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Fig. 2

Illustration of the surrogate analysis on samples of [lesion, hemodynamic] data. Samples of the original dataset (indicated by the grid squares outlined in bold lines) are selected [left, nsmp = 2], and a surrogate data analysis (nsur = 2) is applied on each of these samples. The median of the results of all surrogate data analyses (not shown) is taken as a measure for the spatial correlation between the lesion and hemodynamic maps.

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Fig. 8

Model for the synthesis of test images that are used in the validation experiments of Sec. A.1. The test images at the rightmost ends of both chains (top and bottom) mimic two different imaging processes of the same spatial distribution, set by the spatial points and smooth trace on the left. By comparing the pixel similarity, or differences, between both images, and against those arising from nonsimilar shapes, the statistical inference process can be confirmed to give meaningful results. See text for further details.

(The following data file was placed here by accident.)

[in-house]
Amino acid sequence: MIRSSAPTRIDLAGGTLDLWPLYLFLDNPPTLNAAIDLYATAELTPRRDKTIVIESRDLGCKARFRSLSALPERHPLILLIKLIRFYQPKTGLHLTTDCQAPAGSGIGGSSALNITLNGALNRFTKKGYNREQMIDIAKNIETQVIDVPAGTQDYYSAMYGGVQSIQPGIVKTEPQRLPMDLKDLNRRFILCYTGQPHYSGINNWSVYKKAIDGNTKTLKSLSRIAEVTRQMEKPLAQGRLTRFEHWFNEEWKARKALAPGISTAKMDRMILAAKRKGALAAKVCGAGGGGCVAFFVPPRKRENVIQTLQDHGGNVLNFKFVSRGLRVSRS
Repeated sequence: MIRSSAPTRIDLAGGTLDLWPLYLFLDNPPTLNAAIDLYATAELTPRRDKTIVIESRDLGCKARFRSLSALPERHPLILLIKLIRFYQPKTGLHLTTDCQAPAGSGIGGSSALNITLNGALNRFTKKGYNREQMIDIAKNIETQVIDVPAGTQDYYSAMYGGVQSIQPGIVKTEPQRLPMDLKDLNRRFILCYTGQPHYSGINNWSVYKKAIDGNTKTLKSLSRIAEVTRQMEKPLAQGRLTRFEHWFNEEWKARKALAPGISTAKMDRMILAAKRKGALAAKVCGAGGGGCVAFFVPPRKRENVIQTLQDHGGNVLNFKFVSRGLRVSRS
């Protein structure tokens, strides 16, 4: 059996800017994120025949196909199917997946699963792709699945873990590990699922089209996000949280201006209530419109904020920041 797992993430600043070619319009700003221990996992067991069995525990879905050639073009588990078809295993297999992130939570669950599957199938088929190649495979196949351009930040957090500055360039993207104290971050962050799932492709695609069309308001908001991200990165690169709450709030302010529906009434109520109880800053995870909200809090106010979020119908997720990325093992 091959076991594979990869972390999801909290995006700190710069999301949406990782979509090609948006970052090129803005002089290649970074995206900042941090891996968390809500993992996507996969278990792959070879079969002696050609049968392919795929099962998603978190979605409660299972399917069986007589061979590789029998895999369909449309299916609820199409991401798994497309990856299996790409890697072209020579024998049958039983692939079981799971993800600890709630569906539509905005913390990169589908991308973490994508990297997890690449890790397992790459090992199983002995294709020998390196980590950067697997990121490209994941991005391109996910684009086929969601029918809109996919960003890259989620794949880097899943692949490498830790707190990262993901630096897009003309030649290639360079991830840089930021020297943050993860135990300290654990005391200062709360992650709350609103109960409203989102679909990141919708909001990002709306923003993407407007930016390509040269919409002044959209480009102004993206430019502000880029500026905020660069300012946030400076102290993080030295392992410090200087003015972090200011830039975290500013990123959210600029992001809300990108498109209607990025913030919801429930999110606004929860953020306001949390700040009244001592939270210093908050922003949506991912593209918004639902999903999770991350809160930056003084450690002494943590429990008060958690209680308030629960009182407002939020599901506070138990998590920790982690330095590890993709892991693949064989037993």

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Fig. 9